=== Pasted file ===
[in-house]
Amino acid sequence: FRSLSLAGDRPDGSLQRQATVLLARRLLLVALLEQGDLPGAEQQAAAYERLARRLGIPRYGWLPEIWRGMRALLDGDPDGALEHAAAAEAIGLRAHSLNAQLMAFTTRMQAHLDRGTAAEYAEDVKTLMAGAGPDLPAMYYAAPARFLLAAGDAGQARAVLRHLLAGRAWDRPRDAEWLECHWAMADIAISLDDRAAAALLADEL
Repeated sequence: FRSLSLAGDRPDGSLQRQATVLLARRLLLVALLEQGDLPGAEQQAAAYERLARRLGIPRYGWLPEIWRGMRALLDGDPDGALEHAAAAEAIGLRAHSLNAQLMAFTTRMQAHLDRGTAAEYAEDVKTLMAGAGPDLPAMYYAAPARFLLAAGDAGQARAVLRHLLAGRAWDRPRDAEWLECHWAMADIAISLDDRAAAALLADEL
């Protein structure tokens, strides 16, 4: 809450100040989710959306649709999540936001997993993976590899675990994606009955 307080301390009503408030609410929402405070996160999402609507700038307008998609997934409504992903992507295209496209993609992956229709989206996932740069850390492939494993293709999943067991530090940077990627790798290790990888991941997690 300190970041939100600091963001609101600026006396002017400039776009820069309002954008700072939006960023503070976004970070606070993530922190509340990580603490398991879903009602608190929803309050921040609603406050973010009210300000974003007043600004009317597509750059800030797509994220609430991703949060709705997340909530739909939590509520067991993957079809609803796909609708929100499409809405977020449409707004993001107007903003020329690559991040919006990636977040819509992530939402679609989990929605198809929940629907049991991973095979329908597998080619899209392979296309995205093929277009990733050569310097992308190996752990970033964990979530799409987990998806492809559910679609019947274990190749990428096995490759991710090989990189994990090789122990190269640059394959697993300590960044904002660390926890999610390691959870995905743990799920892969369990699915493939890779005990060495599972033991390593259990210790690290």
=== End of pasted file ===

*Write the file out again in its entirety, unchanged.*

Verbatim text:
[in-house]
Amino acid sequence: FRSLSLAGDRPDGSLQRQATVLLARRLLLVALLEQGDLPGAEQQAAAYERLARRLGIPRYGWLPEIWRGMRALLDGDPDGALEHAAAAEAIGLRAHSLNAQLMAFTTRMQAHLDRGTAAEYAEDVKTLMAGAGPDLPAMYYAAPARFLLAAGDAGQARAVLRHLLAGRAWDRPRDAEWLECHWAMADIAISLDDRAAAALLADEL
Repeated sequence: FRSLSLAGDRPDGSLQRQATVLLARRLLLVALLEQGDLPGAEQQAAAYERLARRLGIPRYGWLPEIWRGMRALLDGDPDGALEHAAAAEAIGLRAHSLNAQLMAFTTRMQAHLDRGTAAEYAEDVKTLMAGAGPDLPAMYYAAPARFLLAAGDAGQARAVLRHLLAGRAWDRPRDAEWLECHWAMADIAISLDDRAAAALLADEL
């Protein structure tokens, strides 16, 4: 809450100040989710959306649709999540936001997993993976590899675990994606009955 307080301390009503408030609410929402405070996160999402609507700038307008998609997934409504992903992507295209496209993609992956229709989206996932740069850390492939494993293709999943067991530090940077990627790798290790990888991941997690 300190970041939100600091963001609101600026006396002017400039776009820069309002954008700072939006960023503070976004970070606070993530922190509340990580603490398991879903009602608190929803309050921040609603406050973010009210300000974003007043600004009317597509750059800030797509994220609430991703949060709705997340909530739909939590509520067991993957079809609803796909609708929100499409809405977020449409707004993001107007903003020329690559991040919006990636977040819509992530939402679609989990929605198809929940629907049991991973095979329908597998080619899209392979296309995205093929277009990733050569310097992308190996752990970033964990979530799409987990998806492809559910679609019947274990190749990428096995490759991710090989990189994990090789122990190269640059394959697993300590960044904002660390926890999610390691959870995905743990799920892969369990699915493939890779005990060495599972033991390593259990210790690290």